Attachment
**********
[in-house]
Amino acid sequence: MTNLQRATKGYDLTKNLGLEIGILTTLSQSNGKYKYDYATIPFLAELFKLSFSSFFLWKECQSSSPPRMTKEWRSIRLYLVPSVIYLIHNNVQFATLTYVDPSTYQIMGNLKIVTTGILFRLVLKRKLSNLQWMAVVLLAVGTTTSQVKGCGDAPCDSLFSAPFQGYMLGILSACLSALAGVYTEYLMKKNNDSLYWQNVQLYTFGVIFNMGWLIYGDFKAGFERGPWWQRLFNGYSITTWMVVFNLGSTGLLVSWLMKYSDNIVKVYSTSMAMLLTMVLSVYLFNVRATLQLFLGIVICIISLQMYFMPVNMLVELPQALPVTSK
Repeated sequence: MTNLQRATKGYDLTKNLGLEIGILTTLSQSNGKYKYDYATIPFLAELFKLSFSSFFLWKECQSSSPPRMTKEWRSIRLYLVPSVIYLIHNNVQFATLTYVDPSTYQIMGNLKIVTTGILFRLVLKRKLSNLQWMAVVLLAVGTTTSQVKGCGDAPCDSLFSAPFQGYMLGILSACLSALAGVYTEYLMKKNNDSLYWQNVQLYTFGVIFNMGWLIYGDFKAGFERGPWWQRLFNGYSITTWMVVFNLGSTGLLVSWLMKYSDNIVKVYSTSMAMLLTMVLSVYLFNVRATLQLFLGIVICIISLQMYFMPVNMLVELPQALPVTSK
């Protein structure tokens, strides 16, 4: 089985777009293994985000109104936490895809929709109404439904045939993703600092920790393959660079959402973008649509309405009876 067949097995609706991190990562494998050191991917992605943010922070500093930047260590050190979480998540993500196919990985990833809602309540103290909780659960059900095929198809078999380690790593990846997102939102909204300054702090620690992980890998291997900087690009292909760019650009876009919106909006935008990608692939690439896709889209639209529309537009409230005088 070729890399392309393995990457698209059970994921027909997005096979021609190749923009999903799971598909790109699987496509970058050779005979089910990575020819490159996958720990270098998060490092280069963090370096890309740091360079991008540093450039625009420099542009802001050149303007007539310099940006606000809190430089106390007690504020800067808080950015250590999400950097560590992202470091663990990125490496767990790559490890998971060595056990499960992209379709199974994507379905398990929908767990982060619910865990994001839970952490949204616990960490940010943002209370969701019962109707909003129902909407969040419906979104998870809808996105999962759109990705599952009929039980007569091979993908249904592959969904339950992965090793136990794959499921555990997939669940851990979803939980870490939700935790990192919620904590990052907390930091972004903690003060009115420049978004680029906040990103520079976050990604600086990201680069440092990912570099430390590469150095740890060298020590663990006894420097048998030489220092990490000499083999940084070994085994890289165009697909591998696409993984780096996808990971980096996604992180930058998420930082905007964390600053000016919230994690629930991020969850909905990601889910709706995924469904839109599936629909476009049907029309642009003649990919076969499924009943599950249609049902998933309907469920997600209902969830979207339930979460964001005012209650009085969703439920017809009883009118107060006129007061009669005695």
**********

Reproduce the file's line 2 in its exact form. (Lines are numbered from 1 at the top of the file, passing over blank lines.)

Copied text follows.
Amino acid sequence: MTNLQRATKGYDLTKNLGLEIGILTTLSQSNGKYKYDYATIPFLAELFKLSFSSFFLWKECQSSSPPRMTKEWRSIRLYLVPSVIYLIHNNVQFATLTYVDPSTYQIMGNLKIVTTGILFRLVLKRKLSNLQWMAVVLLAVGTTTSQVKGCGDAPCDSLFSAPFQGYMLGILSACLSALAGVYTEYLMKKNNDSLYWQNVQLYTFGVIFNMGWLIYGDFKAGFERGPWWQRLFNGYSITTWMVVFNLGSTGLLVSWLMKYSDNIVKVYSTSMAMLLTMVLSVYLFNVRATLQLFLGIVICIISLQMYFMPVNMLVELPQALPVTSK